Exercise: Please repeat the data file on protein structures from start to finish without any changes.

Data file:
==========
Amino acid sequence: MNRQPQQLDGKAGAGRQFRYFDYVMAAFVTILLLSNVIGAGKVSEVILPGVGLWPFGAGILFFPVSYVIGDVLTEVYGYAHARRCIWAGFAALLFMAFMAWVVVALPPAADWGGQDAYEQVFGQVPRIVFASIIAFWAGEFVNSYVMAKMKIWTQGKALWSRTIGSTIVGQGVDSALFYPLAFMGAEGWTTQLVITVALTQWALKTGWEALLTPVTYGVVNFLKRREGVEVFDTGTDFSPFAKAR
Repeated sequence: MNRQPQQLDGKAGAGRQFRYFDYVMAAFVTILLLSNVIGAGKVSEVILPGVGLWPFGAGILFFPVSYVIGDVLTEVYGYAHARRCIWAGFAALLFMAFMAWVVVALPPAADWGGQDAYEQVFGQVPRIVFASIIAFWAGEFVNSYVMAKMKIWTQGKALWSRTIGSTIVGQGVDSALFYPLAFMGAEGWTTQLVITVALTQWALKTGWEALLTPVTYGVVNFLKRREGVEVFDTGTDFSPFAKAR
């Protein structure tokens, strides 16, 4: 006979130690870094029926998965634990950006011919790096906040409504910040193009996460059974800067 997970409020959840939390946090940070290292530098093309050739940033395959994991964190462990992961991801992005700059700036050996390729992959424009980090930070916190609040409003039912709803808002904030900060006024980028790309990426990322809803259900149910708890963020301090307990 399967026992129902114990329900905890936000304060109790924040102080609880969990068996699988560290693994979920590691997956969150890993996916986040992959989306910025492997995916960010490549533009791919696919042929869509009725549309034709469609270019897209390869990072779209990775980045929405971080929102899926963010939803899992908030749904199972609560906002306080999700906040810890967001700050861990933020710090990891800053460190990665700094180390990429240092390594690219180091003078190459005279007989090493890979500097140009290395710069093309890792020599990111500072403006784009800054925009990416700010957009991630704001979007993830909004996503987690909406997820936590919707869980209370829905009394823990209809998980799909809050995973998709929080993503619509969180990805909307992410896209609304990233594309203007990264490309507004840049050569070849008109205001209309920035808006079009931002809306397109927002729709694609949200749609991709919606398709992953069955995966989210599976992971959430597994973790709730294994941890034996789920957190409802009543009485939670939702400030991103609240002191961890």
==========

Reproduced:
Amino acid sequence: MNRQPQQLDGKAGAGRQFRYFDYVMAAFVTILLLSNVIGAGKVSEVILPGVGLWPFGAGILFFPVSYVIGDVLTEVYGYAHARRCIWAGFAALLFMAFMAWVVVALPPAADWGGQDAYEQVFGQVPRIVFASIIAFWAGEFVNSYVMAKMKIWTQGKALWSRTIGSTIVGQGVDSALFYPLAFMGAEGWTTQLVITVALTQWALKTGWEALLTPVTYGVVNFLKRREGVEVFDTGTDFSPFAKAR
Repeated sequence: MNRQPQQLDGKAGAGRQFRYFDYVMAAFVTILLLSNVIGAGKVSEVILPGVGLWPFGAGILFFPVSYVIGDVLTEVYGYAHARRCIWAGFAALLFMAFMAWVVVALPPAADWGGQDAYEQVFGQVPRIVFASIIAFWAGEFVNSYVMAKMKIWTQGKALWSRTIGSTIVGQGVDSALFYPLAFMGAEGWTTQLVITVALTQWALKTGWEALLTPVTYGVVNFLKRREGVEVFDTGTDFSPFAKAR
């Protein structure tokens, strides 16, 4: 006979130690870094029926998965634990950006011919790096906040409504910040193009996460059974800067 997970409020959840939390946090940070290292530098093309050739940033395959994991964190462990992961991801992005700059700036050996390729992959424009980090930070916190609040409003039912709803808002904030900060006024980028790309990426990322809803259900149910708890963020301090307990 399967026992129902114990329900905890936000304060109790924040102080609880969990068996699988560290693994979920590691997956969150890993996916986040992959989306910025492997995916960010490549533009791919696919042929869509009725549309034709469609270019897209390869990072779209990775980045929405971080929102899926963010939803899992908030749904199972609560906002306080999700906040810890967001700050861990933020710090990891800053460190990665700094180390990429240092390594690219180091003078190459005279007989090493890979500097140009290395710069093309890792020599990111500072403006784009800054925009990416700010957009991630704001979007993830909004996503987690909406997820936590919707869980209370829905009394823990209809998980799909809050995973998709929080993503619509969180990805909307992410896209609304990233594309203007990264490309507004840049050569070849008109205001209309920035808006079009931002809306397109927002729709694609949200749609991709919606398709992953069955995966989210599976992971959430597994973790709730294994941890034996789920957190409802009543009485939670939702400030991103609240002191961890």